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Banksy designs and sells T-shirt to fund four people accused of toppling statue of slave trader Edward Colston

Banksy has designed a T-shirt that he is selling to raise funds for four people accused of pulling down a statue during a Black Lives Matter protest in Bristol.

The street artist hopes the proceeds will allow the four people facing trial for criminal damage in relation to the toppling of the statue of 17th century slave trader Edward Colston to “go for a pint”.

Images of the limited edition grey souvenir T-shirts have been posted on Banksy’s Instagram feed and on his website.

The clothing has the word Bristol written over the top in capital letters with a picture of Colston’s empty plinth underneath.

Within hours of the announcement, dozens of people were seen queuing outside shops like Bristol’s Rough Trade.

What happened in Bristol?

The Colston statue was pulled down last year during a Black Lives Matter protest less than two weeks after the murder of George Floyd by police officer Derek Chauvin in Minneapolis.

Banksy said on his website: “Next week the four people charged with pulling down Colston’s statue in Bristol are going on trial.

“I’ve made some souvenir shirts to mark the occasion. Available from various outlets in the city from tomorrow (all proceeds to the defendants).”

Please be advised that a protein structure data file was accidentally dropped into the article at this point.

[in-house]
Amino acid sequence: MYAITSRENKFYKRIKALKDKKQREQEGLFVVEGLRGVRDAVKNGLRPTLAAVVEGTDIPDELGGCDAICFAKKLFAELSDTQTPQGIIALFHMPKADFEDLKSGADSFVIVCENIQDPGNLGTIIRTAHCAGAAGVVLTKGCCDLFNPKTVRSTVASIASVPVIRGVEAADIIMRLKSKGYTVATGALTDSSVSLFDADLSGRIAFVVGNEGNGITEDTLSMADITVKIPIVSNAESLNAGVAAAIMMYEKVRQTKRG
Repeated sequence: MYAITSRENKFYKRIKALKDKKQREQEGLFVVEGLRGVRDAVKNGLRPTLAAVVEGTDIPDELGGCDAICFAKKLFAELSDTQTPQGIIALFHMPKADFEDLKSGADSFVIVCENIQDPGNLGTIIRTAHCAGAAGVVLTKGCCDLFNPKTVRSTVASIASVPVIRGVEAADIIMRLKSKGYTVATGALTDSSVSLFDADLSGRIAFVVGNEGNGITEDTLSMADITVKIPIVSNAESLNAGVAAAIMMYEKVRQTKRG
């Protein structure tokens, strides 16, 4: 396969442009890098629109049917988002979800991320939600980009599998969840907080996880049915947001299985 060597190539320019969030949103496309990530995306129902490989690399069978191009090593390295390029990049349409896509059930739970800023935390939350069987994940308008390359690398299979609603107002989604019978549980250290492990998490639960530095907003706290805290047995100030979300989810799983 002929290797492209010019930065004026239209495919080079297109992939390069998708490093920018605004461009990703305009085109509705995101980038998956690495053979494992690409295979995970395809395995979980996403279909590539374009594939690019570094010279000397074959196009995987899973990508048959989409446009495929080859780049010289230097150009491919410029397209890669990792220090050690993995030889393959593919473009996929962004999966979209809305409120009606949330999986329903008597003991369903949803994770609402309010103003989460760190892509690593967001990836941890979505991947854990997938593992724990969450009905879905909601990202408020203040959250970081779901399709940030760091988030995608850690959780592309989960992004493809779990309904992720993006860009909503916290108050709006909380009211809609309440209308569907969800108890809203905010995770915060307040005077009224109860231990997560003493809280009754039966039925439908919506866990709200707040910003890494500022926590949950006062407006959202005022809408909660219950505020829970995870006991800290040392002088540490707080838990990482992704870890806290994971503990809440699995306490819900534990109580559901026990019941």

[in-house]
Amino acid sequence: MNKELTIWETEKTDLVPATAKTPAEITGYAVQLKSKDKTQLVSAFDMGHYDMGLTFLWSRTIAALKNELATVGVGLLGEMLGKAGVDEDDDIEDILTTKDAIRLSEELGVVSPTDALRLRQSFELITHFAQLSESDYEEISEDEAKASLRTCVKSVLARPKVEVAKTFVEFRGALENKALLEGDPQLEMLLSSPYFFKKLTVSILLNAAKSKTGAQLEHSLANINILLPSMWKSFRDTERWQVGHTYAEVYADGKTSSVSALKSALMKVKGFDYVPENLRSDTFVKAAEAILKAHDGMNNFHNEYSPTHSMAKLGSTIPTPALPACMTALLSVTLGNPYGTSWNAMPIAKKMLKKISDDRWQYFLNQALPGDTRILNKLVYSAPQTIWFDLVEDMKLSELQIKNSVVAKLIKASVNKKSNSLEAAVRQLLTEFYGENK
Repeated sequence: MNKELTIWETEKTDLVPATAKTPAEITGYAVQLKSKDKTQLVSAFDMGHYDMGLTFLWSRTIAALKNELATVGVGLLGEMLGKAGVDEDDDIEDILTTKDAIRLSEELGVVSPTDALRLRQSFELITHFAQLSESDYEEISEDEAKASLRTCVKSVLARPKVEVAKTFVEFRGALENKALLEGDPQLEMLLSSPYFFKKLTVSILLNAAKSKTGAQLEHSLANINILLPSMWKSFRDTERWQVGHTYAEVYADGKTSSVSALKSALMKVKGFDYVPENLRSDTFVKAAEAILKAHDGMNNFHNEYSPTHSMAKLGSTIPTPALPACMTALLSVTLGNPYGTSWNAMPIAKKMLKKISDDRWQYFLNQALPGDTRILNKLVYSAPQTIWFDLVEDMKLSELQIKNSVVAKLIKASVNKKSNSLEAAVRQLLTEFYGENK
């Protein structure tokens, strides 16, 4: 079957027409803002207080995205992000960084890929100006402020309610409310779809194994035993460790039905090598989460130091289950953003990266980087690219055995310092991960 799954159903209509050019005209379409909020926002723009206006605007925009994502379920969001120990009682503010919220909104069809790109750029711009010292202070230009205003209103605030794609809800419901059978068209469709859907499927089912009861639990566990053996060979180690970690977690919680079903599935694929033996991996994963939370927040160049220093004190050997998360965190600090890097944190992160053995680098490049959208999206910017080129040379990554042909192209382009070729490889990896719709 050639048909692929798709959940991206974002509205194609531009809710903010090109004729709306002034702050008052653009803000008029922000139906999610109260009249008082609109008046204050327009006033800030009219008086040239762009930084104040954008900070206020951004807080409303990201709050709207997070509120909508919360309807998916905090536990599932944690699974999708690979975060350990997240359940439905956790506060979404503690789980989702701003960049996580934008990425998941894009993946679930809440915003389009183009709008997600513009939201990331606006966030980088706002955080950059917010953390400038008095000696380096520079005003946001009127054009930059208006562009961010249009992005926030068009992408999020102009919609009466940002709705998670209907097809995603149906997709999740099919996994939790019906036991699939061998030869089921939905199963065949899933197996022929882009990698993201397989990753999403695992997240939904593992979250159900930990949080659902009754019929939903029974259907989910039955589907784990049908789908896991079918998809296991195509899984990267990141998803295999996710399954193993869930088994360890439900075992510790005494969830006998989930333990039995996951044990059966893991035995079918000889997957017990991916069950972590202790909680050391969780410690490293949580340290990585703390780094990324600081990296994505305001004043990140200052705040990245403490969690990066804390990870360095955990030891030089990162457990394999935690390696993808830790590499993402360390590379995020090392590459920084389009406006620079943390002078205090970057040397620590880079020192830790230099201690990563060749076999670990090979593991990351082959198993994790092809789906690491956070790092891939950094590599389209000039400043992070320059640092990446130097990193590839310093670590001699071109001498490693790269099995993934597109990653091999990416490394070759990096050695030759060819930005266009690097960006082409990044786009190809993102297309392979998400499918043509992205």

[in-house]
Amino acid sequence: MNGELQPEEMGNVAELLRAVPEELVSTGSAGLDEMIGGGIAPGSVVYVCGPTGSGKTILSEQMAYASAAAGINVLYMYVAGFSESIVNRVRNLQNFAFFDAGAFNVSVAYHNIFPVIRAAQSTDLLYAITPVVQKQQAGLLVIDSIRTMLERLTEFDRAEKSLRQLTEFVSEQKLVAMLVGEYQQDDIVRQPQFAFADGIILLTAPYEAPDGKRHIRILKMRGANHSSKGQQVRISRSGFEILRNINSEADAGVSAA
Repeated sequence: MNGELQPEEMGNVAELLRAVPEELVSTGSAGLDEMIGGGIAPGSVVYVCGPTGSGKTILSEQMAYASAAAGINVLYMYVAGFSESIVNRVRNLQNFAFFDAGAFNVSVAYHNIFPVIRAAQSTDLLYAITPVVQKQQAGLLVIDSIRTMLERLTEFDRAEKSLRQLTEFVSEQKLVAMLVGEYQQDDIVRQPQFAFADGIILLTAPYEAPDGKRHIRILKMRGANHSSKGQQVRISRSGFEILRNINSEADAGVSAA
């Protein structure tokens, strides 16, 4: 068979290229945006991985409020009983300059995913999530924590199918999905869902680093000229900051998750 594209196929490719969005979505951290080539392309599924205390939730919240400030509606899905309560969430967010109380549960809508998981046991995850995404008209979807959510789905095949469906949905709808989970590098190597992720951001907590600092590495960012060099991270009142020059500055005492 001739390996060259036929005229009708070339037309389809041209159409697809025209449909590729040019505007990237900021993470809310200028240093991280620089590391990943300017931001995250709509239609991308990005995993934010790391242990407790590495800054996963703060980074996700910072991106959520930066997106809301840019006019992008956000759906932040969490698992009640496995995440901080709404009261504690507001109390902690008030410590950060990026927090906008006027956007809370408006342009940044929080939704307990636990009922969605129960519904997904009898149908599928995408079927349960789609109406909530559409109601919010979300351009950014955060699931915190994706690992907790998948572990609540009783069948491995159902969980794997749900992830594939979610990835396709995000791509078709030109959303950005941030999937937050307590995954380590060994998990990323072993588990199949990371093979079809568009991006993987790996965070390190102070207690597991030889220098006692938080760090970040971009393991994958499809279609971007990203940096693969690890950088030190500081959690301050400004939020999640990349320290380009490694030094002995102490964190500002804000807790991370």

On Instagram he added: “All proceeds to the defendants so they can go for a pint.”

The Bristol-based artist said sales would be limited to one per person and each T-shirt would cost £25 plus VAT.

Who are the accused?

Rhian Graham, 29, Milo Ponsford, 25, Jake Skuse, 36, and Sage Willoughby, 21, are due to go on trial at Bristol Crown Court on Monday.

The bronze memorial was toppled on 7 June last year before being dumped in Bristol Harbour.

It was later recovered by the city council and put on public display in a different location.

Charges against the four defendants allege that they, without lawful excuse, jointly and with others, damaged the statue, a listed monument belonging to the city council.

The defendants are accused of “intending to destroy or damage such property or being reckless as to whether such property would be destroyed or damaged”.

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